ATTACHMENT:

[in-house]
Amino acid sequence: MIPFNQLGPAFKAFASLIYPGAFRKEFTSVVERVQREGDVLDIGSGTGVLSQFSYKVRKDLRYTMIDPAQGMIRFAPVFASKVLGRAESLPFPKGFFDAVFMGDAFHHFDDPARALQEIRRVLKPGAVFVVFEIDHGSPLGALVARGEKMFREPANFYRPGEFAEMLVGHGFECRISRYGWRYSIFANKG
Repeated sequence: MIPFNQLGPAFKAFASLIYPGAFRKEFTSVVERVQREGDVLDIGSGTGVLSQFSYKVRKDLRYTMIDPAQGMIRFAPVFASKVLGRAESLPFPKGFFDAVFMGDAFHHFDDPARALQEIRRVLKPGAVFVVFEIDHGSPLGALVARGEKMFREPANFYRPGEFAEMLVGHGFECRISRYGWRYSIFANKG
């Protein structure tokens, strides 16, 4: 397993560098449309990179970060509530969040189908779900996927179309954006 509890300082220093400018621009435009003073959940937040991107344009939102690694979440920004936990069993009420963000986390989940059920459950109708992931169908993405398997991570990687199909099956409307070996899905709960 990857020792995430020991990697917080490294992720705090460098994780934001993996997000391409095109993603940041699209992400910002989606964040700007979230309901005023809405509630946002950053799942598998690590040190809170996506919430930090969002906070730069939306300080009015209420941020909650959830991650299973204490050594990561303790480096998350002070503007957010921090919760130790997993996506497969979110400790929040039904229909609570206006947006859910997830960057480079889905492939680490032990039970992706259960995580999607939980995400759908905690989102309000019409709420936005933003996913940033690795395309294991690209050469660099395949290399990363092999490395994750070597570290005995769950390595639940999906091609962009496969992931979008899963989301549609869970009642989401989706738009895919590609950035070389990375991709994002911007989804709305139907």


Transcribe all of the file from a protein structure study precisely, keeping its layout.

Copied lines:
[in-house]
Amino acid sequence: MIPFNQLGPAFKAFASLIYPGAFRKEFTSVVERVQREGDVLDIGSGTGVLSQFSYKVRKDLRYTMIDPAQGMIRFAPVFASKVLGRAESLPFPKGFFDAVFMGDAFHHFDDPARALQEIRRVLKPGAVFVVFEIDHGSPLGALVARGEKMFREPANFYRPGEFAEMLVGHGFECRISRYGWRYSIFANKG
Repeated sequence: MIPFNQLGPAFKAFASLIYPGAFRKEFTSVVERVQREGDVLDIGSGTGVLSQFSYKVRKDLRYTMIDPAQGMIRFAPVFASKVLGRAESLPFPKGFFDAVFMGDAFHHFDDPARALQEIRRVLKPGAVFVVFEIDHGSPLGALVARGEKMFREPANFYRPGEFAEMLVGHGFECRISRYGWRYSIFANKG
């Protein structure tokens, strides 16, 4: 397993560098449309990179970060509530969040189908779900996927179309954006 509890300082220093400018621009435009003073959940937040991107344009939102690694979440920004936990069993009420963000986390989940059920459950109708992931169908993405398997991570990687199909099956409307070996899905709960 990857020792995430020991990697917080490294992720705090460098994780934001993996997000391409095109993603940041699209992400910002989606964040700007979230309901005023809405509630946002950053799942598998690590040190809170996506919430930090969002906070730069939306300080009015209420941020909650959830991650299973204490050594990561303790480096998350002070503007957010921090919760130790997993996506497969979110400790929040039904229909609570206006947006859910997830960057480079889905492939680490032990039970992706259960995580999607939980995400759908905690989102309000019409709420936005933003996913940033690795395309294991690209050469660099395949290399990363092999490395994750070597570290005995769950390595639940999906091609962009496969992931979008899963989301549609869970009642989401989706738009895919590609950035070389990375991709994002911007989804709305139907």